"The Best Healthcare that Singaporeans Can Afford"
With the limelight on the issue of healthcare subsidy, I post the link to the Minister's speech on the MOH Budget; it's worth a read.
Here's the bit on Block Budget which I mentioned earlier:
Likewise, if hospitals have the wrong incentives, they may pursue wrong objectives. That is why I am refining our hospital subvention model to include some elements of block budgeting. As Mdm Halimah has pointed out, if hospitals are given piece-rate incentives, they would tend to pursue volume, leading to over-servicing and higher healthcare cost. And as Dr Michael Lim noted, night polyclinics are a reflection of this. I agree with him that it is not a meaningful deployment of limited resources.
But subventing hospitals at a fixed block is also not the panacea. Hospitals may pocket the block budget and do the minimum, pushing patients to one another to shift their costs, resulting in longer queues and under-treatment. In my younger days, public hospitals were in fact on block budget. MOH subsequently switched to piece-rates, not without good reasons.
I am not completely discarding piece-rates for block budget. I am going for both. Where outcomes are well-defined, it would make sense to continue with piece-rate subvention. We have identified 70 medical conditions which form the bulk of our patient-load in the hospitals. We should now go more deeply into the costing of these medical conditions and subvent hospitals based on their volumes for these 70 medical conditions.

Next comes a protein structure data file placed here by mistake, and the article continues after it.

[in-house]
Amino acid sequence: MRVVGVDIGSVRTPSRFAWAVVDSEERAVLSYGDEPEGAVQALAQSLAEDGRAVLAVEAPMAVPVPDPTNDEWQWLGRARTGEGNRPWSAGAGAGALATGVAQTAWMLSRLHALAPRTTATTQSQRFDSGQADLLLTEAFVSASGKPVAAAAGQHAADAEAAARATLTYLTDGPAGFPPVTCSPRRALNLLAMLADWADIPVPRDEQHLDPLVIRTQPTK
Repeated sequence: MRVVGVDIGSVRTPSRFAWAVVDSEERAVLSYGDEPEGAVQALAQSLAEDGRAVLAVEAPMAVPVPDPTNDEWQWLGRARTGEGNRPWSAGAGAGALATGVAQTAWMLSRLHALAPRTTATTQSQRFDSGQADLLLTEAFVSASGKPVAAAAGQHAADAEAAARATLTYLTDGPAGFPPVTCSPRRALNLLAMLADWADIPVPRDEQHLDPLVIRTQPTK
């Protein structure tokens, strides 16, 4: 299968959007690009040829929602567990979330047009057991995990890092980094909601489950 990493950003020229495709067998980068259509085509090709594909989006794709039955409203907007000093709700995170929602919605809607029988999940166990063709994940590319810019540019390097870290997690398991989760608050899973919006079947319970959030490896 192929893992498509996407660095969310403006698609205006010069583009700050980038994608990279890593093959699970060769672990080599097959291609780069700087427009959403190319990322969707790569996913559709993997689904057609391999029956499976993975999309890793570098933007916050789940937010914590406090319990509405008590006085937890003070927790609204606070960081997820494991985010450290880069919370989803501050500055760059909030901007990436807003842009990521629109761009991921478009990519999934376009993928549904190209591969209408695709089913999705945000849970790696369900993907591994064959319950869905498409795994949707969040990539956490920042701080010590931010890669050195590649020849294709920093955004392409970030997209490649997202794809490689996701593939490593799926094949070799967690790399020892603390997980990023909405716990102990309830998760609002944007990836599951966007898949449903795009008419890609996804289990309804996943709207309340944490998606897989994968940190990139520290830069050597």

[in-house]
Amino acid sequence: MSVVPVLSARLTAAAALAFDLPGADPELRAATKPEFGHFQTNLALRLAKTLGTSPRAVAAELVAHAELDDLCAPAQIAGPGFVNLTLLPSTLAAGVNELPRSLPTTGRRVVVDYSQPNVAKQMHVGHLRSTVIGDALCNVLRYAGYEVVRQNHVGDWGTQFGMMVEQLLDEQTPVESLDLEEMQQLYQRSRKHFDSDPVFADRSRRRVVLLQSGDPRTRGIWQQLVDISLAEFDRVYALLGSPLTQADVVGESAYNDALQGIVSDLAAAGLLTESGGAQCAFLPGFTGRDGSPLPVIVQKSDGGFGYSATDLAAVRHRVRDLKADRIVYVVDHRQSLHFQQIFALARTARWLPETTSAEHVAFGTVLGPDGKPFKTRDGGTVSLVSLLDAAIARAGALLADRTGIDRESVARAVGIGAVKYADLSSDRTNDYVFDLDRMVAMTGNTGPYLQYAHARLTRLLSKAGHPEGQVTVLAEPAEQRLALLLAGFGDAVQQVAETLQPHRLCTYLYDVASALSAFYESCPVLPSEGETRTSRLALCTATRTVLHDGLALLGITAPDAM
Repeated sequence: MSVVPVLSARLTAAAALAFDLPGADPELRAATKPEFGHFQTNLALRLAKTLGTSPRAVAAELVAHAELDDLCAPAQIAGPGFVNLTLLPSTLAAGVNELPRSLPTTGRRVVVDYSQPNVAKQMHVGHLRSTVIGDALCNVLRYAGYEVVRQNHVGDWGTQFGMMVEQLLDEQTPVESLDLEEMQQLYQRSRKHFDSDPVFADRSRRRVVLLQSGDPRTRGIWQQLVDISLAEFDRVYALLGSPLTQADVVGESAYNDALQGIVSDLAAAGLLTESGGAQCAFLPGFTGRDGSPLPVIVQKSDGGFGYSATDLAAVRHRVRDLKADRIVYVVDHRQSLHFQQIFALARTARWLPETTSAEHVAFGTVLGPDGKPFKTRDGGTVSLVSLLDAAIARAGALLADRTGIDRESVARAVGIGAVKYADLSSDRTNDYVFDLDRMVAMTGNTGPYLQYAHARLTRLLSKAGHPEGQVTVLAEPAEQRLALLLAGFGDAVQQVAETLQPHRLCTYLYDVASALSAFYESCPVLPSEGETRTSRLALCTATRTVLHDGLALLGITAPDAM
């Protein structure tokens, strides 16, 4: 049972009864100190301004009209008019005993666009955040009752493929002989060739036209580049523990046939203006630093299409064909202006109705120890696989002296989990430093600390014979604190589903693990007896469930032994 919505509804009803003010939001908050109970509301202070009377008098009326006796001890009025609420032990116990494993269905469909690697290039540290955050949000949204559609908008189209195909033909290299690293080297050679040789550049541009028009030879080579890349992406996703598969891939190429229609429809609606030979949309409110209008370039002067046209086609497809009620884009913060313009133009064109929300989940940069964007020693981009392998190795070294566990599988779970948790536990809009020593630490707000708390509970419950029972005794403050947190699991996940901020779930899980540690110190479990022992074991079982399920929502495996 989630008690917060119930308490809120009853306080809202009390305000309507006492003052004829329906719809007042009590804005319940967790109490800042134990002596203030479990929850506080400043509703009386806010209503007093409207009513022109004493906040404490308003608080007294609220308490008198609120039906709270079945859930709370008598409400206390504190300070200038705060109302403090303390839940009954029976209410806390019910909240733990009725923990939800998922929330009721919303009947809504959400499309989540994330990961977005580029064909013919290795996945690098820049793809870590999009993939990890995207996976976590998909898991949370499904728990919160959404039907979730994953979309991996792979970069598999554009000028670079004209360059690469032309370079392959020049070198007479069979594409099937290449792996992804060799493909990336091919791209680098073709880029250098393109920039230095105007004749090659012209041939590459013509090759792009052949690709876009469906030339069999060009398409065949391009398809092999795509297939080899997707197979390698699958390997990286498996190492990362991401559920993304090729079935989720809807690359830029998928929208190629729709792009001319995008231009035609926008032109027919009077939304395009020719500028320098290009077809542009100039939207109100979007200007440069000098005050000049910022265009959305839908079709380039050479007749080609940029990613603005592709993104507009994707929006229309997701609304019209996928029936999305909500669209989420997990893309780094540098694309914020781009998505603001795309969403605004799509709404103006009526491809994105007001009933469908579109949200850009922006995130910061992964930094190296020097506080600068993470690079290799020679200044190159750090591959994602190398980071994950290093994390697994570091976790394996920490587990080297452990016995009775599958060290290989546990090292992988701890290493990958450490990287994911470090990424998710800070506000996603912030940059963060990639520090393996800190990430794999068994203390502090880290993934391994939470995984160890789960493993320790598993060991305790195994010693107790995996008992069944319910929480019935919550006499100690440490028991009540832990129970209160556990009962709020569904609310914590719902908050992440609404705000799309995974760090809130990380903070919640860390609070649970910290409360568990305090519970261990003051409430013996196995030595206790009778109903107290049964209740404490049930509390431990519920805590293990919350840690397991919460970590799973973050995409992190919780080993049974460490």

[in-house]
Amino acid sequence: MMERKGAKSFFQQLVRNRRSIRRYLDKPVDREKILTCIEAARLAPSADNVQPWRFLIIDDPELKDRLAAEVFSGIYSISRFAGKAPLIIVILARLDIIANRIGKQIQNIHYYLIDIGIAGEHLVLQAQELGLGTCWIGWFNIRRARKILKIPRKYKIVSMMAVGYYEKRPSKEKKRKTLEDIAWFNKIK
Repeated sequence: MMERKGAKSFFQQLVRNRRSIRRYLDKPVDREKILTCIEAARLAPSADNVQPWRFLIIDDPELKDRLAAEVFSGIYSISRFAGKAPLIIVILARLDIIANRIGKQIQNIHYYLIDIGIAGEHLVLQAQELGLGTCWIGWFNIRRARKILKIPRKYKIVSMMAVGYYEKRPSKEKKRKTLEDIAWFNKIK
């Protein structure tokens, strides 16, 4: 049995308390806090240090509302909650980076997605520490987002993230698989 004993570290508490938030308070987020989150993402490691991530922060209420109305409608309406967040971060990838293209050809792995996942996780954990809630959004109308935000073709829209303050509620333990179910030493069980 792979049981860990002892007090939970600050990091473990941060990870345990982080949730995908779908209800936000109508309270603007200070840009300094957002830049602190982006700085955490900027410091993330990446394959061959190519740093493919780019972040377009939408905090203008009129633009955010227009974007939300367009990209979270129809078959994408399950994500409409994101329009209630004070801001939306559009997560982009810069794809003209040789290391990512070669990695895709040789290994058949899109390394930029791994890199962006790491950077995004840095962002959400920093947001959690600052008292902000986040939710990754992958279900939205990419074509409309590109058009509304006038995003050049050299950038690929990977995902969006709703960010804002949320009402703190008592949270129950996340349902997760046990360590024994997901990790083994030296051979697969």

As for the rest of the medical conditions, the subvention will come under a block budget. This will be a better way to align our interests. The clusters will then seek to co-ordinate care more effectively. They will "right-site" their patients by treating them at the most appropriate and lowest cost setting.
I must admit I don't understand much of the speech (the bits about Medisave and Medishield), but I am at least encouraged by the fact that he didn't come across as being dogmatic, and had addressed most of the topics we discuss on this blog. Except for the issue of 'heart'.
To me, the system makes it or breaks depending on the heart of the men and women executing it. No system, be it block budget or piece-rates, can ensure that the people in the system put patient before profit. What we need is for the system to recognise people with heart, and if not incentivise them, at least keep them safe from disillusionment.
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